Remembrance Day poppy: five things you should know about it

Dave Smart assembles poppy wreaths at the Royal British Legion Poppy Factory REUTERS/Toby Melville
Are you wearing your poppy yet?

The Royal Canadian Legion's annual poppy campaign kicked off last week but I like to wait until Halloween is over before pinning the distinctive symbol of remembrance to my jacket. Somehow wearing this sombre commemoration of our soldiers' sacrifices during wartime seems to clash with the frivolity of a Halloween costume.

However, the legion says it's okay to begin wearing the poppy as soon as its campaign begins.

I used to assume the poppy's connection with the war dead came from the First World War and Canadian Col. John McCrae's famous poem, In Flanders Fields.

But according to the legion's history of the poppy, the association dates back more than a century before that, to the Napoleonic Wars, when it was noticed how poppies flourished on the graves of soldiers who had died in battle in Flanders, a region of northern France and Belgium.

McCrae, a medical officer serving near Ypres, Belgium, made the same connection in 1915, inspiring his immortal poem written during a break from his ceaseless work with the wounded during the bloody Second Battle of Ypres.

[ Related: Five reasons to wear a Remembrance Day poppy ]

Some other facts about the Remembrance Day poppy:

1. Thank an American for for the poppy's symbolic meaning

Moina Michael, an American teacher working at the YMCA Overseas War Secretaries' headquarters in New York, read McCrae's poem in November 1918 as the armistice ended the First World War. She took his admonition to keep faith with the dead (which by then included McCrae, who died of pneumonia the previous January) to heart and vowed to always wear a red poppy as a sign of remembrance.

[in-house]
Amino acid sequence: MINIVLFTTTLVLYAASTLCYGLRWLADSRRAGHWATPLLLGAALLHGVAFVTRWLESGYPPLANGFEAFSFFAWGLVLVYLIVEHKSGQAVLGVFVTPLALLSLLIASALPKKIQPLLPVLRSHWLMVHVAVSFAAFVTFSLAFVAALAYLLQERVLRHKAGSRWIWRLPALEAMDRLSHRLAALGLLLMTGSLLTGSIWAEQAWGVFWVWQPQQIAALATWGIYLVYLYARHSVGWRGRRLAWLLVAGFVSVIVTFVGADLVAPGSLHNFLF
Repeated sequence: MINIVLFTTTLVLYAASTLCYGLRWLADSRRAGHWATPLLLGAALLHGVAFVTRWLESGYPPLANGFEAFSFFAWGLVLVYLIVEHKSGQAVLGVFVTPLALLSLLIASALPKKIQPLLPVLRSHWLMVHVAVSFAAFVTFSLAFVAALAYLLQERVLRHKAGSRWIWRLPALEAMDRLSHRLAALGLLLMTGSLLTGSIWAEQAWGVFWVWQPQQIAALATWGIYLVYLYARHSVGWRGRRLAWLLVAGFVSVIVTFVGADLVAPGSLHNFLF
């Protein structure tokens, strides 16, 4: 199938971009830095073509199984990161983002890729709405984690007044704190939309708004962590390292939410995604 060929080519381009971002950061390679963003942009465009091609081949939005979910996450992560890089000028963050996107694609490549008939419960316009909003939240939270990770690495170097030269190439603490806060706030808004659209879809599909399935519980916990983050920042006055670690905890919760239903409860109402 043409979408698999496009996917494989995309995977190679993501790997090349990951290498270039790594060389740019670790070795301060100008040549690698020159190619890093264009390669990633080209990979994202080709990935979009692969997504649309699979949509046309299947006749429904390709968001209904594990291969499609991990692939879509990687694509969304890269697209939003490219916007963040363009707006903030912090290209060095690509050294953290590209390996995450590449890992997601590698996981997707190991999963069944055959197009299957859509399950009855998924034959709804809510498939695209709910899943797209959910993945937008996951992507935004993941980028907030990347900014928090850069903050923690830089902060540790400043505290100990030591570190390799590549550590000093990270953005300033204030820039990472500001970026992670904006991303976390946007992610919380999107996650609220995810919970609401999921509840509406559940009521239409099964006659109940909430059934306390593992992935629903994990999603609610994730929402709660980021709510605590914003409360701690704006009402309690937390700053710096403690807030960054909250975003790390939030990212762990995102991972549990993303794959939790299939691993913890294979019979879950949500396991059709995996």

A Frenchwoman, Madame E. Guerin, visiting the United States in 1920 learned of the custom when she met Michael and decided on her return home to sell handmade poppies to raise money for impoverished children in the war-ravaged areas of France.

The following year, the Great War Veterans' Association of Canada (predecessor of the legion), at Guerin's urging, joined its British counterpart and officially adopted the poppy as its Flower of Remembrance.

2. Which countries use the poppy for remembrance?

Besides Great Britain, where about 45 million poppies were distributed in 2010, according to BBC News, the practice is found most often in other Commonwealth countries, such as Australia, New Zealand and, after Prince Charles wore one on a visit there, South Africa.

New Zealanders don't wear them on Nov. 11, the day of the Armistice, but on the Friday before Anzac Day, April 25, which commemorates Australia's and New Zealand's war sacrifices.

Wearing a poppy is a little problematic in Ireland, including the still-British north, where it's associated with the excesses of the British Army before independence and during the Troubles of the 1970s, the BBC says.